A controversial Commonwealth Fund study suggests that for-profit Medicaid plans spend less on care, have higher administrative costs and deliver lower quality than not-for-profits. Medicaid Health Plans of America calls the study “flawed” and argues that it draws universal conclusions about plan ownership from limited data. But study author Michael McCue of Virginia Commonwealth University says he has been clear about the study’s limitations — especially concerning the quality data – adding it would be difficult to make a connection between higher administrative costs and lower quality.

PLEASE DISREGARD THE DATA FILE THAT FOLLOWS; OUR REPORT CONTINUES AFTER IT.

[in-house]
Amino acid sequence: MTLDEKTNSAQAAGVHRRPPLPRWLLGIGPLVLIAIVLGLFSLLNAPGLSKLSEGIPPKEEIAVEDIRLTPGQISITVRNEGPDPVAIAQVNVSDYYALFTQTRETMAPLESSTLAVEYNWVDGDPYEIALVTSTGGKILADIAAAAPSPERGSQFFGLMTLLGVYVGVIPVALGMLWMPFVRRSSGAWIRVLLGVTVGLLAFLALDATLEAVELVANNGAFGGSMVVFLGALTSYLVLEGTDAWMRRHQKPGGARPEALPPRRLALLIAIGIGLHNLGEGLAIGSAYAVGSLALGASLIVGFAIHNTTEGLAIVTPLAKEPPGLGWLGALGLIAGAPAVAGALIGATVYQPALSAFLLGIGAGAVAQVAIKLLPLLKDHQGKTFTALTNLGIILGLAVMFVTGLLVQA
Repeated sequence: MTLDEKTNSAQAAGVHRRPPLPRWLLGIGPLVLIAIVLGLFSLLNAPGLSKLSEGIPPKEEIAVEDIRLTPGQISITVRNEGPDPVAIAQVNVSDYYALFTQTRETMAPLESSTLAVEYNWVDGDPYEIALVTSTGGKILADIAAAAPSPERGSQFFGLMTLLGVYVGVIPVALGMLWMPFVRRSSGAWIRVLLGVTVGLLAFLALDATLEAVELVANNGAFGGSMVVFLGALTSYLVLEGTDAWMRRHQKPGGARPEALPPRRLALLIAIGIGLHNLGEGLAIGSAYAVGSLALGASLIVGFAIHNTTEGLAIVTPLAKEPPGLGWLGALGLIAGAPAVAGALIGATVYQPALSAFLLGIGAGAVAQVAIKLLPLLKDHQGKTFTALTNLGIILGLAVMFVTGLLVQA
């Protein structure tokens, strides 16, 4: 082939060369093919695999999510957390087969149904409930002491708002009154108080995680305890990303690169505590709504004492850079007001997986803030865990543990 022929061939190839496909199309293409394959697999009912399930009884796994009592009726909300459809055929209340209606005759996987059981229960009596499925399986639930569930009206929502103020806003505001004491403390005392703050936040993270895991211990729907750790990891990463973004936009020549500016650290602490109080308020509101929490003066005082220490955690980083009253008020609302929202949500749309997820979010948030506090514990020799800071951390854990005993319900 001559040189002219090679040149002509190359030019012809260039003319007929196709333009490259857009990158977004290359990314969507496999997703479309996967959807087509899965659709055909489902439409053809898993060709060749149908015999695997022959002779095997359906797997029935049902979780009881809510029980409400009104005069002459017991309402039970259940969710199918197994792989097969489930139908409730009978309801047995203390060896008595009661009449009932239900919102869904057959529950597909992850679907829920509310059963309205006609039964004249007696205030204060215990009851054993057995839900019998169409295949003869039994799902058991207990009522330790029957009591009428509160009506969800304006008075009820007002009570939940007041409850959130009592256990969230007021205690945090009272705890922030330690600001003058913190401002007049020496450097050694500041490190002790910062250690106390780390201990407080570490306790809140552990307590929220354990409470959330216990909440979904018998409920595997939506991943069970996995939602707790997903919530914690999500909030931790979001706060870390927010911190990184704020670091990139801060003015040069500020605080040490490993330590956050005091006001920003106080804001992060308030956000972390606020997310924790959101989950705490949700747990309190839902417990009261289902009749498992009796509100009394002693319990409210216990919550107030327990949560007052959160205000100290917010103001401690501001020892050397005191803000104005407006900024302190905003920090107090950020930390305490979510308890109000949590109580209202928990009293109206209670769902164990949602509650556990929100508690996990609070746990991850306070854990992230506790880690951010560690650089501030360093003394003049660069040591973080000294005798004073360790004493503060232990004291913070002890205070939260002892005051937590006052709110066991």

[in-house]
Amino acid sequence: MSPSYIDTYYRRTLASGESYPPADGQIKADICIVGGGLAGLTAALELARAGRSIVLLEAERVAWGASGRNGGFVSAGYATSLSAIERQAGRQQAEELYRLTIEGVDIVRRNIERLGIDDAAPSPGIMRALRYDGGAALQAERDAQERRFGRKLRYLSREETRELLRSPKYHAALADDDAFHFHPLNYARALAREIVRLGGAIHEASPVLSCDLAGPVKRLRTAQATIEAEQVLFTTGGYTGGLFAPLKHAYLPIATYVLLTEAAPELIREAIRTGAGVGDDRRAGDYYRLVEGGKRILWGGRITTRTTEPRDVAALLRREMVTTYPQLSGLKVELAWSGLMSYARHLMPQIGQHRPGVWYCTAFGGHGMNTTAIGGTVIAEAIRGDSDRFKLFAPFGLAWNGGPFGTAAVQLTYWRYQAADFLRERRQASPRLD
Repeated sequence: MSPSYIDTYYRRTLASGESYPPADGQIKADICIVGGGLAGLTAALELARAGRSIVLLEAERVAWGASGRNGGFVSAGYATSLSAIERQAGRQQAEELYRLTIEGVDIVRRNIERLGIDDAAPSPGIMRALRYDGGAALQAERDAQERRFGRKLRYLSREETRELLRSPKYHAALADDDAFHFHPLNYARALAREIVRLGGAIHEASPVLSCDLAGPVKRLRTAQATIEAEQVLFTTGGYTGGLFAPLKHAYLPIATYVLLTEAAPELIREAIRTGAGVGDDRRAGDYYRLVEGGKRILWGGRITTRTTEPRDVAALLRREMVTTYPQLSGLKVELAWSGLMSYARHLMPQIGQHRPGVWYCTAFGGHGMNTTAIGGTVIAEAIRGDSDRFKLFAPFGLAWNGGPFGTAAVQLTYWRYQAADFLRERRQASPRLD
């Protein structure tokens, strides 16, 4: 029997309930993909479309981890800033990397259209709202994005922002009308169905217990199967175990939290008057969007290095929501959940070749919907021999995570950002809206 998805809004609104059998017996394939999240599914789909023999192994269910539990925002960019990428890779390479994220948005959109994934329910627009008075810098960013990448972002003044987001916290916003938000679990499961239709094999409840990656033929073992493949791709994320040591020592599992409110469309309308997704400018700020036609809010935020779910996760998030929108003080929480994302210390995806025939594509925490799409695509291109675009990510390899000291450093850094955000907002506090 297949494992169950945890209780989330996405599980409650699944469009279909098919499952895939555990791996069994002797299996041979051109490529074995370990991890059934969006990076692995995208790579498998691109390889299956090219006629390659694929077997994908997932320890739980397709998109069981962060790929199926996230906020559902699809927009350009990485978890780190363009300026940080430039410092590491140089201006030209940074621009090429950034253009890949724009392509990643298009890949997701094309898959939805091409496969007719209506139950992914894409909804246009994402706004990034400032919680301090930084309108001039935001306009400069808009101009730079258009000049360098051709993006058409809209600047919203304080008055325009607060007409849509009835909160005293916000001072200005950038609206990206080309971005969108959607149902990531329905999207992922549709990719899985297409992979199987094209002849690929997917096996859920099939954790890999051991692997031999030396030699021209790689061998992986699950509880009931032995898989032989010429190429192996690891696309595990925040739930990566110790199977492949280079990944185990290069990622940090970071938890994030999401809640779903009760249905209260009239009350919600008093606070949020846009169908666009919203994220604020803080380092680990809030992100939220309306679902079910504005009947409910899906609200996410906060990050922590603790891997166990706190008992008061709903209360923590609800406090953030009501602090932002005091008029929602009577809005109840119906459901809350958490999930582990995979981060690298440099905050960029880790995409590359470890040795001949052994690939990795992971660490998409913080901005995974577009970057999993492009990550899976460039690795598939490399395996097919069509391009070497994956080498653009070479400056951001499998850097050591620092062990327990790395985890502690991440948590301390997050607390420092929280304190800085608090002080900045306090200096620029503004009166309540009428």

A separate study from the U.S. General Accounting Office shows that 12% of primary care physicians aren’t accepting any new Medicaid patients, 43% are accepting some new patients, and 45% are accepting all new patients. It also says physicians are as likely to accept a new uninsured patient as a new Medicaid patient. Interestingly, practice capacity isn’t an issue, but rather Medicaid pay and administrative hassles.
While Medicaid patients do have problems getting access to physicians, the study shows that the vast majority of physicians see Medicaid patients and that’s good news, according to Katherine Iritani, who headed up the research for GAO. To those who suggest the study illustrates Medicaid is a broken program — and by extension Obamacare is a bad idea for steering people into Medicaid — Iritani says, “That’s reading a lot more into these results than we would.”